Orders for U.S. capital goods climbed in August by the most in three months, a sign business investment continues to support the recovery.
Bookings for goods like computers and communications gear, excluding military hardware and aircraft, climbed 1.1 percent, the most since May, a Commerce Department report showed today in Washington. Demand for all durable goods dropped 0.1 percent, less than forecast.
Manufacturers like General Electric Co. continue to benefit from sales to China, India and other emerging markets even as they face a slowdown in domestic spending. Gains in business investment in the U.S. indicate companies are looking beyond the plunge in stocks and concern over the European debt crisis and are seeking to expand.
“Companies are still willing to continue with their investment intentions despite the recent financial-market volatility,” said Neil Dutta, an economist at Bank of America Corp. in New York. “The risk was always that the recent volatility would prompt a pullback among businesses. At the moment there are no signs of that happening in any meaningful way.”
Economists at Barclays Capital Inc. and JPMorgan Chase & Co. were among those who raised their tracking estimate for third-quarter growth after the figures showed stronger investment and inventory building.
Stocks dropped amid growing concern that European leaders are divided over how to handle Greece’s debt crisis. The Standard & Poor’s 500 Index fell 2.1 percent to 1,151.06 at the 4 p.m. close in New York. The yield on the benchmark 10-year note rose to 1.99 percent from 1.97 percent late yesterday.
The median projection of 77 economists surveyed by Bloomberg News called for a 0.2 percent decline in total orders. Estimates ranged from a 3.4 percent drop to a 2.7 percent increase.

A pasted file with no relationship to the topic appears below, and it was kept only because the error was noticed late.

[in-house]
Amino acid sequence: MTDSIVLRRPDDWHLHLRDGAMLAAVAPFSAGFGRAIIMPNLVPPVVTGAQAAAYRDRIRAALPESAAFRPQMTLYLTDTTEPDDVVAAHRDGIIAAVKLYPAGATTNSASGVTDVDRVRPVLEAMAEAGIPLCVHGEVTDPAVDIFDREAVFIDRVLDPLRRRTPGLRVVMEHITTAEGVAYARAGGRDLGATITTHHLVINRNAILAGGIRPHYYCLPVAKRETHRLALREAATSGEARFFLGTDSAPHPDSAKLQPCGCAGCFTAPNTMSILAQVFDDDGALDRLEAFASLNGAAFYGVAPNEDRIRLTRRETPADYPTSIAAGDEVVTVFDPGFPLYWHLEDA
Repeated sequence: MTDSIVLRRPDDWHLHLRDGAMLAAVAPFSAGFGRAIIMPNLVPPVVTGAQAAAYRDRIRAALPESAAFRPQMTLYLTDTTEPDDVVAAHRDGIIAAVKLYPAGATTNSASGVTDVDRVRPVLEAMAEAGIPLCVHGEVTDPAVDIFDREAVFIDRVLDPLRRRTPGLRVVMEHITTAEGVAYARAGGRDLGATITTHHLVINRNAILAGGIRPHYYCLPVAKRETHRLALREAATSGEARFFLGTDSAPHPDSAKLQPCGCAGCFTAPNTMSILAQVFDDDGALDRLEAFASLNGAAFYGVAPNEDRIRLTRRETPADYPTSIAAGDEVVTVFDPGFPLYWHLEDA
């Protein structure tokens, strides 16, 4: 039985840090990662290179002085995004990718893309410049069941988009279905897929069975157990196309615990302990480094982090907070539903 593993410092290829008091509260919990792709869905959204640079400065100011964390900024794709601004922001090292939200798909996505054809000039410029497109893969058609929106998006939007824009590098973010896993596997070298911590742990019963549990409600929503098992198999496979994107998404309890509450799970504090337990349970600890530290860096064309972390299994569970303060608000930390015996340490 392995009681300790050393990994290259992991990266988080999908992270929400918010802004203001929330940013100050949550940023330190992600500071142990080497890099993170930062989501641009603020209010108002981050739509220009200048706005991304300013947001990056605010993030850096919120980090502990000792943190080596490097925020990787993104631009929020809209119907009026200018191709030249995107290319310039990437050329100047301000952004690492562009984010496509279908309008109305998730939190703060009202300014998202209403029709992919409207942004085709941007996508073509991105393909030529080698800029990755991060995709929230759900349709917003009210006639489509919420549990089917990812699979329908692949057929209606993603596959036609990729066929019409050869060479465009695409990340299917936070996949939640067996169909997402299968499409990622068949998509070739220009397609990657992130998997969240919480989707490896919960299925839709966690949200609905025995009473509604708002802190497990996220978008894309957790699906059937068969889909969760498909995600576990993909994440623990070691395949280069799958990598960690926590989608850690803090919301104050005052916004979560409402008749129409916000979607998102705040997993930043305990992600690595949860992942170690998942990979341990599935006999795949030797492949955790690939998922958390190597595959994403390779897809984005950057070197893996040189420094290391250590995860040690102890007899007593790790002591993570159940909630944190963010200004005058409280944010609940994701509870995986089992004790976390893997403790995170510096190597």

The August gain in orders for non-defense capital goods excluding aircraft, a proxy for future business investment, followed a 0.2 percent drop in July that was smaller than previously estimated.
Shipments of those items, used in calculating gross domestic product, increased 2.8 percent, the most since March, after rising a revised 0.4 percent gain the prior month. The Commerce Department had originally reported a drop for July.
The business spending that helped lead the economy out of recession in mid-2009 may be further supported by a December agreement between President Barack Obama and congressional Republicans. Companies will be able to depreciate 100 percent of capital equipment put in service by the end of this year.
Total orders were depressed by an 8.5 percent drop in demand for automobiles and parts, the biggest decrease since February 2010, today’s report showed.
Bookings climbed 5.5 percent for computers last month, and increased 7.8 percent for communications gear.
The report may ease concern manufacturing was slumping after recent regional data showed factories cutting back in September. New York-region factories shrank for a fourth straight month and manufacturing in the Philadelphia area contracted for a third time in four months, figures from the Federal Reserve showed.
The Institute for Supply Management’s factory production and orders indexes for August both showed contraction.
Any further weakening in manufacturing would be more of a concern as much of the growth in the second quarter came from corporate investment and trade as consumer spending stagnated.
Overseas sales remain a source of strength for some manufacturers, including General Electric.
“At a time of, I would say, global volatility, we still see robust demand for our infrastructure products,” Jeffrey Immelt, chairman and chief executive officer of GE, said Sept. 26 in Pune, India. “We still feel quite good about our prospects on a global basis.”
The Fed’s policy-setting committee on Sept. 21 said economic growth “remains slow” even as “business investment in equipment and software continues to expand.”
“There are significant downside risks to the economic outlook, including strains in global financial markets,” it said.